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What should be taken into consideration when making 3D models into a game?

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Hi, folks! smile.png


As I've tried to create my own game, I have slowly got into 3D modeling. I have created my 3D model, which looks pretty good. But if it looks good, it doesn't mean it's well compatible with the game itself.


The subject of this topic is both artistic and technical, although main focus is on the technical side. What should a 3D model artist take into consideration, when he's making 3D models to a game? huh.png I know this is somewhat game specific, since each game functions differently. I'd like to know what you think about this, though.


Some suggestions what to cover here: happy.png

- file formats

- physics integration

- polygon count

- skeletal animation

- textures

- tools

- vertex painting


It would also be nice to know how can one implement some of these features in both the editors and in game engine itself.

Edited by Helixirr

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It can be in anyway you want, since it depends on the engine/editor's features.


As for implementation, let's say you pick the FBX format. First, it's different from OBJ because it can also export animations, and a bunch of more informations. You also have the option of exporting it in ASCII for easier reading and see what you have available, but you can also export it in binary and use a binary reader (ex. notepad++).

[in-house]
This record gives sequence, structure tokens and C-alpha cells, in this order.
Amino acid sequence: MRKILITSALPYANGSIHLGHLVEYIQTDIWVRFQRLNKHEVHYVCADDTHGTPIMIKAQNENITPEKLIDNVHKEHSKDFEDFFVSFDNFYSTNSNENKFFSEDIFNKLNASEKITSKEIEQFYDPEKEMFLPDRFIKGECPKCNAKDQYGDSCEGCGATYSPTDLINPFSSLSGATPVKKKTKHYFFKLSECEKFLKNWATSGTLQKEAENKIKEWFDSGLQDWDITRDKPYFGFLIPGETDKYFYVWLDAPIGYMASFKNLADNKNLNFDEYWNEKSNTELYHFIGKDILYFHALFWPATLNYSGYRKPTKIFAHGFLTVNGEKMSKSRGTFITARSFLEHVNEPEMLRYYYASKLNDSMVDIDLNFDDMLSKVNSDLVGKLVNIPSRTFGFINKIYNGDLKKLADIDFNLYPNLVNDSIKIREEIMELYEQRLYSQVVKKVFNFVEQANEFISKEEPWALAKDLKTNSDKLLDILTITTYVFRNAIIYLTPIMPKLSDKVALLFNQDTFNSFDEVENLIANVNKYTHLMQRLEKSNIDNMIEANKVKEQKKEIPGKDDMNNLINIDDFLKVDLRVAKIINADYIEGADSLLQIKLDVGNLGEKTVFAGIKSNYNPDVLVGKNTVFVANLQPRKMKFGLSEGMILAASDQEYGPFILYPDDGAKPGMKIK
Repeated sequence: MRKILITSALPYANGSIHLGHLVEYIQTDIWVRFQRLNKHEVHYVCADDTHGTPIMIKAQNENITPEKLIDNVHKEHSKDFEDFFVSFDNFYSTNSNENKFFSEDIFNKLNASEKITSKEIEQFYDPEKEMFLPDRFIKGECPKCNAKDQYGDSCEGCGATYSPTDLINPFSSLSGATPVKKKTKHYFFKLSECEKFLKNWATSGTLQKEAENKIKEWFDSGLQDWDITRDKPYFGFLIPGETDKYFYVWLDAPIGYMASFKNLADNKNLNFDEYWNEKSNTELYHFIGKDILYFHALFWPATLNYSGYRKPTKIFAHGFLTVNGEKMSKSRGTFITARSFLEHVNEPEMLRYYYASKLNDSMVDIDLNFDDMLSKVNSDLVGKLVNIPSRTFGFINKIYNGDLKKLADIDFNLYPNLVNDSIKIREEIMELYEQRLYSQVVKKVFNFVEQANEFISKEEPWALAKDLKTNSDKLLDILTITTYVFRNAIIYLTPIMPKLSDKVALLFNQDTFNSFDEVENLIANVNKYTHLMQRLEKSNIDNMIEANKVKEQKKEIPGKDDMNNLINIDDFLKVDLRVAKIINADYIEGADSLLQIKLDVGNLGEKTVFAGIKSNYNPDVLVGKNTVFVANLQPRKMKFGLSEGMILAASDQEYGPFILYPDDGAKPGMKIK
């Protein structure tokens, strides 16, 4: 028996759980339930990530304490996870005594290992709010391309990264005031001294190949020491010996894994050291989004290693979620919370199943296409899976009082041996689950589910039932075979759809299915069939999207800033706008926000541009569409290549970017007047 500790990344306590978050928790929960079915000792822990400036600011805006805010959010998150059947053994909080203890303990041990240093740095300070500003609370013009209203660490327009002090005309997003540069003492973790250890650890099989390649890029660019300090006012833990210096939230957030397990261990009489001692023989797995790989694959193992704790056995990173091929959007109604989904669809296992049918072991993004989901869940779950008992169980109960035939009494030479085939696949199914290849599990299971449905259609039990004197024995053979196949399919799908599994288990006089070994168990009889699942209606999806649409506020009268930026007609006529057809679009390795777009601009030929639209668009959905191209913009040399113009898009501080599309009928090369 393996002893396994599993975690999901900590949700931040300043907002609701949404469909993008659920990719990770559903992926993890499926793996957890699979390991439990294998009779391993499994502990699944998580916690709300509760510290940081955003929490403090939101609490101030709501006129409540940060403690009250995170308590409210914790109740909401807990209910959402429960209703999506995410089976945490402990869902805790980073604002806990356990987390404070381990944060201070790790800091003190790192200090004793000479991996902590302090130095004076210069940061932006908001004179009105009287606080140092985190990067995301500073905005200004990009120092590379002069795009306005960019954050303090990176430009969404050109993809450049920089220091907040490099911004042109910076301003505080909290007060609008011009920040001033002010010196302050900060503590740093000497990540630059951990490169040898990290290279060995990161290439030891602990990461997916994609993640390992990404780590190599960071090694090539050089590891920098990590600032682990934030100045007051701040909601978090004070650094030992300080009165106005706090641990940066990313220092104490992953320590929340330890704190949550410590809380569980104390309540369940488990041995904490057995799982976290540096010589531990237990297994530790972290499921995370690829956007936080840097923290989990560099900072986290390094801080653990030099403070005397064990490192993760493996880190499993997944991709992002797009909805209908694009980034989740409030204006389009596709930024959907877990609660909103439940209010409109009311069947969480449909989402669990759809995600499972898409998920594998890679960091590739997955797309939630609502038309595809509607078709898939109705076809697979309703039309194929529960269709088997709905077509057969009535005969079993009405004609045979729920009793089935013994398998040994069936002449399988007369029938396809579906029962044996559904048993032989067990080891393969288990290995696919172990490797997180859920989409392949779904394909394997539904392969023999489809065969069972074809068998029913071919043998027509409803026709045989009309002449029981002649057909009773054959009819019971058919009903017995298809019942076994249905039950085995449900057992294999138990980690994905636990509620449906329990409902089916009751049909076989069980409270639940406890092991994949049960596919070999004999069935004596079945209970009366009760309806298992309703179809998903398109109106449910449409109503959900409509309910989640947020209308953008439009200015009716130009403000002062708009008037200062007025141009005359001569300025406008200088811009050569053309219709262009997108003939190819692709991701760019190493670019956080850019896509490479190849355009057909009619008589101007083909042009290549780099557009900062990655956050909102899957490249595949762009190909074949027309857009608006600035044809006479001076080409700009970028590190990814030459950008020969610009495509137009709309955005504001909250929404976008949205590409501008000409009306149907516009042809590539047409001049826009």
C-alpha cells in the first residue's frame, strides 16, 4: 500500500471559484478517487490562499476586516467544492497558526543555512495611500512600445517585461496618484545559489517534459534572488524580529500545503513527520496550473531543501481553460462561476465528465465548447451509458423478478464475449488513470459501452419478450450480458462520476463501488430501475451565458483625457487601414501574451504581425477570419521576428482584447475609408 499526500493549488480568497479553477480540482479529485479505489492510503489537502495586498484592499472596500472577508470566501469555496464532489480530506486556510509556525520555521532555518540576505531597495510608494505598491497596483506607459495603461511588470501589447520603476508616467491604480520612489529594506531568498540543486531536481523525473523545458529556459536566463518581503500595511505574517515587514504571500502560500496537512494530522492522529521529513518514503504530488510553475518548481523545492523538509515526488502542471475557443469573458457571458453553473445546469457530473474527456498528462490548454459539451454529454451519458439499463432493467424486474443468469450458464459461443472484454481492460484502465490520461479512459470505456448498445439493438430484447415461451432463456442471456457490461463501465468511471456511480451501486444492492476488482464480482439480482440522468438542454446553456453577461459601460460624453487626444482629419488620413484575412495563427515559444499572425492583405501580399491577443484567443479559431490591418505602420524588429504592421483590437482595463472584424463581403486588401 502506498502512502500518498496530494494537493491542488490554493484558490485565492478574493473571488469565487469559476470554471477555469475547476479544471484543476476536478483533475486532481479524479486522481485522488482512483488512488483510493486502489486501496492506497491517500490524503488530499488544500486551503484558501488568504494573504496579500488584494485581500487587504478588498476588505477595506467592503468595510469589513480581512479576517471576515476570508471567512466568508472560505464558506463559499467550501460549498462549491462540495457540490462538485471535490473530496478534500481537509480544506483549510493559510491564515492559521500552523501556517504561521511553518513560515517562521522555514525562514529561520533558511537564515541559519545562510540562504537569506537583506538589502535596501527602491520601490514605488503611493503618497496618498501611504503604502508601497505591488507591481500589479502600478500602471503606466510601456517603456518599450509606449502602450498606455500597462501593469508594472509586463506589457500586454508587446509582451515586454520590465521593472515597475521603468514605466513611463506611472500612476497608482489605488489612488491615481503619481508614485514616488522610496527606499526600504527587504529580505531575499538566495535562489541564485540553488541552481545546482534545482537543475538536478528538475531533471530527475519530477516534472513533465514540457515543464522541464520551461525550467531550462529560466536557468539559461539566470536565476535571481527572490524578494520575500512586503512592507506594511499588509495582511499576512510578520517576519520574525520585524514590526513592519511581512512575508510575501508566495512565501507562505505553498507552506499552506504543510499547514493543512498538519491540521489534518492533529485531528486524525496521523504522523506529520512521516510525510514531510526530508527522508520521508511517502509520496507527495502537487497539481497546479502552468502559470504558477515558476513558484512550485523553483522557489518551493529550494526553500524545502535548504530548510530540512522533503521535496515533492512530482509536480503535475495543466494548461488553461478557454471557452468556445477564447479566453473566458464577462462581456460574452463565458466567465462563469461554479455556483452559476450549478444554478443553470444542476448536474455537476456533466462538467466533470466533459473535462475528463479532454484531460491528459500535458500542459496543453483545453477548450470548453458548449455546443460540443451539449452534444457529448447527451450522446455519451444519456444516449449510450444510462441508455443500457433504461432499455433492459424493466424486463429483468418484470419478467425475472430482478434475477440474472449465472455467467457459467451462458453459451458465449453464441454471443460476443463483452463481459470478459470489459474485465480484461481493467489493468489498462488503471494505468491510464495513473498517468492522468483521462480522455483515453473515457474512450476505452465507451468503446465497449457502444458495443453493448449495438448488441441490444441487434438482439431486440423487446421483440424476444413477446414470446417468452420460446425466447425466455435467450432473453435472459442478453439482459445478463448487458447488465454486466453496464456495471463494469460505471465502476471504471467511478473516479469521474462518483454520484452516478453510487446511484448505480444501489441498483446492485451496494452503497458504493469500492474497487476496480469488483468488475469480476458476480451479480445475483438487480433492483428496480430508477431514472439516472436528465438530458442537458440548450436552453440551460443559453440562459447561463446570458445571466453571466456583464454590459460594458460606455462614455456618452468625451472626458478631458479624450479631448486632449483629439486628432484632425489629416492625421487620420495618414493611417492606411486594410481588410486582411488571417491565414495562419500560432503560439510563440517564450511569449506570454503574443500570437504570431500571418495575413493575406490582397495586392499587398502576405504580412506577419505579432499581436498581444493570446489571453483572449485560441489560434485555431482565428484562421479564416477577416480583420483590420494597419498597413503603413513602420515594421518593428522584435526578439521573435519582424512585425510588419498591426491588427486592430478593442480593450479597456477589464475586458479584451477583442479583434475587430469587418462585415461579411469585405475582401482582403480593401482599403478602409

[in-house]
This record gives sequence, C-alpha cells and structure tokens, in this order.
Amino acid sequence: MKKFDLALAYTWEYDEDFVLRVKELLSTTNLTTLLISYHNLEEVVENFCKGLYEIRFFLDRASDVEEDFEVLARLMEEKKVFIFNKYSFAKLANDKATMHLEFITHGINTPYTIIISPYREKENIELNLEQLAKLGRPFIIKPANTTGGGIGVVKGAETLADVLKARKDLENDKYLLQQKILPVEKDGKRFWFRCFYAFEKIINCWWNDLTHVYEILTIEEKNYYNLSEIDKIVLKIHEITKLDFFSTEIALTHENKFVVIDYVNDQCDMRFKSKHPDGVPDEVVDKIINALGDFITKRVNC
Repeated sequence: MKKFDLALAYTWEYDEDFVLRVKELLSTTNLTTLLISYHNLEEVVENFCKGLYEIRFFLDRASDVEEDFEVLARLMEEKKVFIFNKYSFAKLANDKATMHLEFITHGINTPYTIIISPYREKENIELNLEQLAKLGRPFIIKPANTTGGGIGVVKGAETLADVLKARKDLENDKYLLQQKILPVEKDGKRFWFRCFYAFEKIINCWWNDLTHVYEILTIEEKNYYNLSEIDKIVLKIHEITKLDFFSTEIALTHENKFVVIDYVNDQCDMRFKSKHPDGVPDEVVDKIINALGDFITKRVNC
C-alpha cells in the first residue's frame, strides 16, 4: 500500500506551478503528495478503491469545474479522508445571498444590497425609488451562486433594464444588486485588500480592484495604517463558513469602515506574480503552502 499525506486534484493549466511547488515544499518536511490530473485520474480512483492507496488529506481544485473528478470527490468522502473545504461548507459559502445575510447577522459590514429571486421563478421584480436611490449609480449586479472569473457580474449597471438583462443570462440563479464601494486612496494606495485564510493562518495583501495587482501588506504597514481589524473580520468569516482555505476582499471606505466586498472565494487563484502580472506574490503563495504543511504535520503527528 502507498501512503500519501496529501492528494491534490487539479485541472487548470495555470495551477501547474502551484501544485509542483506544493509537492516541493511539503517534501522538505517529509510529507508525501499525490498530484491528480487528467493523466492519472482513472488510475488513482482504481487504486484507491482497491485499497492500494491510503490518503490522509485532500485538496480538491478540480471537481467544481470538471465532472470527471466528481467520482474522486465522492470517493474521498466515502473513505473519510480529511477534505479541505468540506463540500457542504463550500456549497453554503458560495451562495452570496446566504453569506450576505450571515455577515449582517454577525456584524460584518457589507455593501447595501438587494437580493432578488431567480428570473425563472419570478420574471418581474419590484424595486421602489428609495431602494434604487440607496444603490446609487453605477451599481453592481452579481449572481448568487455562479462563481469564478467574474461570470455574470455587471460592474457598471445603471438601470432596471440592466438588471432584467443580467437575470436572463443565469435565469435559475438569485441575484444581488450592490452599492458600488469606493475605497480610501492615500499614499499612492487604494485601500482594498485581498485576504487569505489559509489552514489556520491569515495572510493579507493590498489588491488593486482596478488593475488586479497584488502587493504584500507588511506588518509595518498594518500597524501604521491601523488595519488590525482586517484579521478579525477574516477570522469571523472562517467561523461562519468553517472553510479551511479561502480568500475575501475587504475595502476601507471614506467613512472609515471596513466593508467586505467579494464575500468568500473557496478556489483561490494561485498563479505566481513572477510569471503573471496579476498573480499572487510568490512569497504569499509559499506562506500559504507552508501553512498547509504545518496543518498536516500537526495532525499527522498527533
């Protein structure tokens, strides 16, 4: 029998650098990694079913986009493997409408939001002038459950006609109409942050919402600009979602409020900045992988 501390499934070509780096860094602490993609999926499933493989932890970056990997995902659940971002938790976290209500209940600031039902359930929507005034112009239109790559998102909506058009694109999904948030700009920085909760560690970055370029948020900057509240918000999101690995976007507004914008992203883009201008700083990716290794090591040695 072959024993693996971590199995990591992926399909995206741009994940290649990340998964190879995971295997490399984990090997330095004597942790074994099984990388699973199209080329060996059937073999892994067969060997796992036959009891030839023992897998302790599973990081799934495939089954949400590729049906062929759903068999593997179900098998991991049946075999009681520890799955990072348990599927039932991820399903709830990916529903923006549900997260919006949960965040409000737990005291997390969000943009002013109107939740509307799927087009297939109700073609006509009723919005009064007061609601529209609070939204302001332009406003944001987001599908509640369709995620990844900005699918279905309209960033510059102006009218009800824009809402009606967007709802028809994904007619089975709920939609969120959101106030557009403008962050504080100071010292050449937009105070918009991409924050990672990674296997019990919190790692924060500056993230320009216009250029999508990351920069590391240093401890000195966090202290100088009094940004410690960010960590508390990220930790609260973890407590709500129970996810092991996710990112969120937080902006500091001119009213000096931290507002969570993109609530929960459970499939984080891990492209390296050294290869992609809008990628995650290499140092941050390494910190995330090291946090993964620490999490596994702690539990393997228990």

After reading the file content's, you'll know what information you have available there. There's a bunch of numbers, some characters, etc... then it's time to figure these values out. You can google, and you can export different models, comparing values and figuring what each value means.

With that information fully figured out you are able to build the exact scene you exported from your 3D modeling program in your engine/editor.


You should take note, however, that even though you can achieve the same results through different techniques, it doesn't mean they're the same.

For example, if you animate a mesh by moving it's vertex each frame, you'll have this information in the file in a specific manner, and your engine/editor should be able to read it and duplicate it if you want it in your game. If you animate it using bones but you do the exact same thing, the information will be different so you'll have to make your engine/editor be able to read this as well.


If it's your first game though, I think it's better to define a single method, and work with it until the end, such as "for animated models, they must be Editable Meshes and have SkinWrap and Bones", so you can focus on working on the game than creating readers and figuring all sorts of possible information from the 3d program you choose.

Edited by Danicco

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Hello Helixirr, I am also doing a game all by myself. My advice is: screw the technical part.

What do we need to make our games? It is imperative you start from a design and a clear target. The only features we need to support are those required to make the game work. On top of that, we want to support all those features which can be implemented at low cost (to avoid adding them in a rush when we need them) and those we need to avoid go crazy.

When I stopped thinking about my design, I figured out I really required very little. Here are some lessons learned anyway.